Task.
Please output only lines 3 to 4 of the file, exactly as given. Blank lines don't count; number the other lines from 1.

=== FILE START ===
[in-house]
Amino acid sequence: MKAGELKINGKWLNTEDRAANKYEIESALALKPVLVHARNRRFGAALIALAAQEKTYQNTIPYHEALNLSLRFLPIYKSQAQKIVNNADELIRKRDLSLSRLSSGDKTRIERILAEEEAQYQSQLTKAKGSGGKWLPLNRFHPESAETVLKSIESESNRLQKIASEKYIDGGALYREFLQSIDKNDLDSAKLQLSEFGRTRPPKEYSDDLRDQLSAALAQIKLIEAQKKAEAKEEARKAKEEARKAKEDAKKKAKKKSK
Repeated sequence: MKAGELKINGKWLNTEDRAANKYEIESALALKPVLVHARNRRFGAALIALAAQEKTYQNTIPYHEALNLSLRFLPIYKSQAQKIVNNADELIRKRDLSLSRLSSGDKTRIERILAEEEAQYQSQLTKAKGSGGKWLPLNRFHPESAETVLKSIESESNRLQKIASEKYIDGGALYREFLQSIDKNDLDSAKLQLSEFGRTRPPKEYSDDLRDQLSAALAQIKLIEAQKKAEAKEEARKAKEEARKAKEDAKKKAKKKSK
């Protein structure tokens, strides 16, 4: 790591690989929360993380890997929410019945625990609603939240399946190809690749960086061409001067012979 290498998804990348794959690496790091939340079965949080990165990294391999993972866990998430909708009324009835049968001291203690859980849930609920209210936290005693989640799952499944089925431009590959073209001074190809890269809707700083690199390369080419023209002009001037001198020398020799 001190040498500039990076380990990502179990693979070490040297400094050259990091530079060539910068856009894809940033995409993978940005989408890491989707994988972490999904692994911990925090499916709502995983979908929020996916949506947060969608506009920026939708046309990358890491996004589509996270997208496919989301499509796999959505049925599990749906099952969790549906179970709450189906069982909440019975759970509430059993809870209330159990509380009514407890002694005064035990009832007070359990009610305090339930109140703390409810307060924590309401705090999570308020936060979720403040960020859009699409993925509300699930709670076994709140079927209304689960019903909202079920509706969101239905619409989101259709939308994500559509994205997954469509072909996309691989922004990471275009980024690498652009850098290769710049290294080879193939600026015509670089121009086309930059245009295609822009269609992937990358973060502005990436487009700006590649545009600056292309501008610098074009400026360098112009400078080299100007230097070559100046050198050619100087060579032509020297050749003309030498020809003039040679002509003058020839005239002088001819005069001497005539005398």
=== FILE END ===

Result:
Repeated sequence: MKAGELKINGKWLNTEDRAANKYEIESALALKPVLVHARNRRFGAALIALAAQEKTYQNTIPYHEALNLSLRFLPIYKSQAQKIVNNADELIRKRDLSLSRLSSGDKTRIERILAEEEAQYQSQLTKAKGSGGKWLPLNRFHPESAETVLKSIESESNRLQKIASEKYIDGGALYREFLQSIDKNDLDSAKLQLSEFGRTRPPKEYSDDLRDQLSAALAQIKLIEAQKKAEAKEEARKAKEEARKAKEDAKKKAKKKSK
């Protein structure tokens, strides 16, 4: 790591690989929360993380890997929410019945625990609603939240399946190809690749960086061409001067012979 290498998804990348794959690496790091939340079965949080990165990294391999993972866990998430909708009324009835049968001291203690859980849930609920209210936290005693989640799952499944089925431009590959073209001074190809890269809707700083690199390369080419023209002009001037001198020398020799 001190040498500039990076380990990502179990693979070490040297400094050259990091530079060539910068856009894809940033995409993978940005989408890491989707994988972490999904692994911990925090499916709502995983979908929020996916949506947060969608506009920026939708046309990358890491996004589509996270997208496919989301499509796999959505049925599990749906099952969790549906179970709450189906069982909440019975759970509430059993809870209330159990509380009514407890002694005064035990009832007070359990009610305090339930109140703390409810307060924590309401705090999570308020936060979720403040960020859009699409993925509300699930709670076994709140079927209304689960019903909202079920509706969101239905619409989101259709939308994500559509994205997954469509072909996309691989922004990471275009980024690498652009850098290769710049290294080879193939600026015509670089121009086309930059245009295609822009269609992937990358973060502005990436487009700006590649545009600056292309501008610098074009400026360098112009400078080299100007230097070559100046050198050619100087060579032509020297050749003309030498020809003039040679002509003058020839005239002088001819005069001497005539005398």